While many people are eagerly anticipating the inevitable additional safety of autonomous vehicles, and others are wildly exaggerating how quickly this will all be available, it is apparent that none of it is truly imminent.
Indeed, as the first steps in just semi-autonomy, adaptive cruise control and active lane-keeping are only now getting detailed appraisal, yet these features are only the tip of the autonomy iceberg.
A major issue was addressed by David Zuby, IIHS chief research officer, who said: “Designers are struggling with trade-offs inherent in automated assistance. If they limit functionality to keep drivers engaged, they risk a backlash that the systems are too rudimentary. If the systems seem too capable, then drivers may not give them the attention required to use them safely.”
This comment alone must give us all pause for thought about the extent to which drivers are going to overestimate the capabilities of various features which will increasingly be added to future cars. Such overestimation is inevitably going to result in unnecessary deaths — seemingly a ‘Catch 22’ scenario.
According to EuroNCAP: “Today, during our 20th Anniversary celebrations, [we are launching our] Road Map 2025, setting out for the first time the programme’s priorities for the mobility and technological revolution the auto industry is just beginning to experience.
I, for one, am very concerned that the approaching era of autonomous vehicles, together with “Vehicle-to-Vehicle” [V2V] and “Vehicle-to-Infrastructure” [V2I] wireless technology is quite likely to end in tears. It is already possible to hack the computerized systems of available cars — and it has been done, experimentally, to one car which was subsequently forced to crash — so the additional hacking possibilities in the future may be nearly endless.
If another country wants to inflict economic harm on the USA, or terrorists & blackmailers want to do harm or extort people, or teenage geeks in their bedrooms simply want to prove to themselves that they can cause serious mischief, then rush-hour traffic around a major city would appear to make a highly-tempting target!
I am keen to see what truly viable defence the US DOT, NHTSA, FHWA and NTSB, amongst others, are planning in order to protect us from this serious and looming threat.
Here’s a current article about a relatively trivial incident with a road safety camera network in the Australian state of Victoria, but much worse will soon be possible: http://www.caradvice.com.au/561518/victorian-road-safety-camera-network-under-investigation-following-virus-infection/
When American automakers say they are dedicated to the safety of their customers, you might like to ask why the vehicles they make for the European market are commonly safer than their versions made for the U.S. market or have more safety features available, even though those same enhancements are not even available on their American vehicles!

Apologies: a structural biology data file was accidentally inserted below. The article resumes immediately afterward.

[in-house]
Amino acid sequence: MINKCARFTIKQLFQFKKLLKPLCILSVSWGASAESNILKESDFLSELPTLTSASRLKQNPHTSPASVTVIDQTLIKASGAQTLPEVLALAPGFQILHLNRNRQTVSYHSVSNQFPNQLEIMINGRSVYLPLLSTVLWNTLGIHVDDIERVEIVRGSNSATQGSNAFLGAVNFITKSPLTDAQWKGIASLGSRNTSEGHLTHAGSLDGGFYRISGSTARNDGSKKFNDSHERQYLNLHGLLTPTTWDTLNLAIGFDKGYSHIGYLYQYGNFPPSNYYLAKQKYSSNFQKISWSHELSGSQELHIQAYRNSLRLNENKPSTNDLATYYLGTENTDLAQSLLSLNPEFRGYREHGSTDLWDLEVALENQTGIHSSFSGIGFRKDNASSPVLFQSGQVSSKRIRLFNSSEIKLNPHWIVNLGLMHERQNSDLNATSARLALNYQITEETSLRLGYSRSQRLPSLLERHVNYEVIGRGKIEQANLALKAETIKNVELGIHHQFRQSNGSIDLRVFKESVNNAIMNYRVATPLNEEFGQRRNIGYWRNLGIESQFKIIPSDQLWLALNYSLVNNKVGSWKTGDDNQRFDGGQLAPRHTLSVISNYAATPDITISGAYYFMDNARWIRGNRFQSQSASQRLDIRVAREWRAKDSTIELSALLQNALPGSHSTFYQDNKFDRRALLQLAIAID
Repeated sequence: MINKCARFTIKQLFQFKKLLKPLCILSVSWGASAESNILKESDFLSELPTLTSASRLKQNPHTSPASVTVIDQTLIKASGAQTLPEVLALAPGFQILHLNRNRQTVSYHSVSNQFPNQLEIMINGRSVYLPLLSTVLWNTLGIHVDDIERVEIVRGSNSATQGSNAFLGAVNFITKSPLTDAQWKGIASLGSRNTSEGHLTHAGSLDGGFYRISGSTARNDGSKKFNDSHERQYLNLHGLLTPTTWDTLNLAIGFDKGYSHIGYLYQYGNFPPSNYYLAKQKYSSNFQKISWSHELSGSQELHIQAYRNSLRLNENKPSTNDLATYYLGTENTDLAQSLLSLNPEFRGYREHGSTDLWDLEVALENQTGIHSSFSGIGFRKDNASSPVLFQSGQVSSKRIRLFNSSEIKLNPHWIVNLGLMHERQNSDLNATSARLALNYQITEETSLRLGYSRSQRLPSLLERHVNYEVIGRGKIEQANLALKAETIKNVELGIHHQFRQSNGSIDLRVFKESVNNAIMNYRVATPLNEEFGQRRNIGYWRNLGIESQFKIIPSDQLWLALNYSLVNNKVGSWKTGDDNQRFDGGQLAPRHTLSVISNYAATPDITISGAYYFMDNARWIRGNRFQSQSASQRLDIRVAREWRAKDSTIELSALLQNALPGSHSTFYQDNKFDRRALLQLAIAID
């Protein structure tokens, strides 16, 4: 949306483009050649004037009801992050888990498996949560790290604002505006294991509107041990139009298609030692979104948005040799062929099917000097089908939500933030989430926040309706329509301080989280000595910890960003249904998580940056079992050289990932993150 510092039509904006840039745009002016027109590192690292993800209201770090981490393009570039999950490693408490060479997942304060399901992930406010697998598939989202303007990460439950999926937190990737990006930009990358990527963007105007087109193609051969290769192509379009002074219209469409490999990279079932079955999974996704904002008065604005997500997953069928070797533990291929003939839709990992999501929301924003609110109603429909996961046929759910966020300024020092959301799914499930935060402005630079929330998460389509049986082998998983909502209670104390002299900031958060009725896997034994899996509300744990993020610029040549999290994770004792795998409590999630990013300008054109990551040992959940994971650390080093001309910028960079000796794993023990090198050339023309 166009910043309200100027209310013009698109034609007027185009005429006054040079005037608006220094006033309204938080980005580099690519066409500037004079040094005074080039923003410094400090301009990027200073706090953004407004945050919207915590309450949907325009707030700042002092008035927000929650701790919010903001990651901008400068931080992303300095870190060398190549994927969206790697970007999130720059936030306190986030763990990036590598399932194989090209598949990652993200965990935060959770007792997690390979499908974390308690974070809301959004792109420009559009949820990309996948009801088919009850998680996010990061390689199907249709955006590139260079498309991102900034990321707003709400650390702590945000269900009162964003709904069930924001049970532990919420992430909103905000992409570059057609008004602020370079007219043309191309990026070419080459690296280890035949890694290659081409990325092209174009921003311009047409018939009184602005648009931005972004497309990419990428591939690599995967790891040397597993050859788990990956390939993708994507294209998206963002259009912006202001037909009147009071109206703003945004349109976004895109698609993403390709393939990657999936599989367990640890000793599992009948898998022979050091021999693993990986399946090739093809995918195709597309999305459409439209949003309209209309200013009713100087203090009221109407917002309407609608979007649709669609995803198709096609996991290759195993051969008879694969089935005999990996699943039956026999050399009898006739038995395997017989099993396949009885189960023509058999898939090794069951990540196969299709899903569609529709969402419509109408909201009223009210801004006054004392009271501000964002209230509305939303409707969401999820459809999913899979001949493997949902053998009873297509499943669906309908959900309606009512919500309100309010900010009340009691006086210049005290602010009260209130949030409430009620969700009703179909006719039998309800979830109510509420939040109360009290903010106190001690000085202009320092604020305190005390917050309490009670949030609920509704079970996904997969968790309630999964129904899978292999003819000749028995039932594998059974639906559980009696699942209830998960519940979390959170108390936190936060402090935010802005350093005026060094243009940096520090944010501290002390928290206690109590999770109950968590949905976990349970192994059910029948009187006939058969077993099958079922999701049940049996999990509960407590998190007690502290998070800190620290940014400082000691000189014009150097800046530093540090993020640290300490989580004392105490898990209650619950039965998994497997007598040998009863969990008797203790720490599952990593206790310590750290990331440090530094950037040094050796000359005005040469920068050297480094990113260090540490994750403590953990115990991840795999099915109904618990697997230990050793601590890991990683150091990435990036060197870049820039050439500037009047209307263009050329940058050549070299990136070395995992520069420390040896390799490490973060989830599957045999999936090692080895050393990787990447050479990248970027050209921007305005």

If pressed on the subject, hey will tell you that it is only to comply with tougher legislation in Europe, and that is partially true, but they are being “economical with the truth” to quote a famous expression I once heard from a mealy-mouthed politician, many years ago.
Fact 1: Over many years, the standards of the ‘European New Car Assessment Programme’ [Euro-NCAP] have often been more demanding than the American ‘New Car Assessment Program’ [NCAP] because, frankly, Europeans have been given more safety advice over the decades and so not only the public but also the politicians tend to be more knowledgeable and more demanding, and thus the standards are higher.
Fact 2: Following on from this, European people would appear to be a bit more likely to spend extra money on optional safety enhancements. I’m not pretending this is vast; Europeans still typically spend more on ‘infotainment’ systems than on additional safety but the automakers still follow the extra profits that are available and so at least the options are open.
But this still doesn’t answer why Americans who value safety can’t always get the same enhancements to help keep their families as safe as can European families. Do you think that’s fair?
EW: The title of the article could have been more appropriate but it is: “The Real Problem With Self-Driving Cars: They Actually Follow Traffic Laws”
One quote I really dislike is this:
Excerpt: “There’s an endless list of these cases where we as humans know the context, we know when to bend the rules and when to break the rules,” a Carnegie Mellon University professor in charge of autonomous car research told the Associated Press.
EW: Depending on whether the journalist paraphrased or edited the comment, the professor would appear to be endorsing acceptability and even a need to break driver safety rules, but that inference, whoever caused it, is far from good.
Excerpt: “It’s hard to program in human stupidity or someone who really tries to game the technology,” a spokesman for Toyota’s autonomous driving unit told the AP. When we hear about autonomous vehicles crashing with human-piloted vehicles, the cause is usually a human error that the software didn’t account for, like when a Google-programmed car didn’t recognize that a human driver had run a red light.
EW: Google hasn’t thought through the issue of other drivers running red lights? Really?
Revealingly, though, the article ends with: “…[E]xperts think that we have at least a decade and a half before cars can safely drive themselves among humans. It might take even longer to safely operate the vehicles in cities with especially chaotic traffic, like Beijing.”
Read the full article, from The Consumerist, here.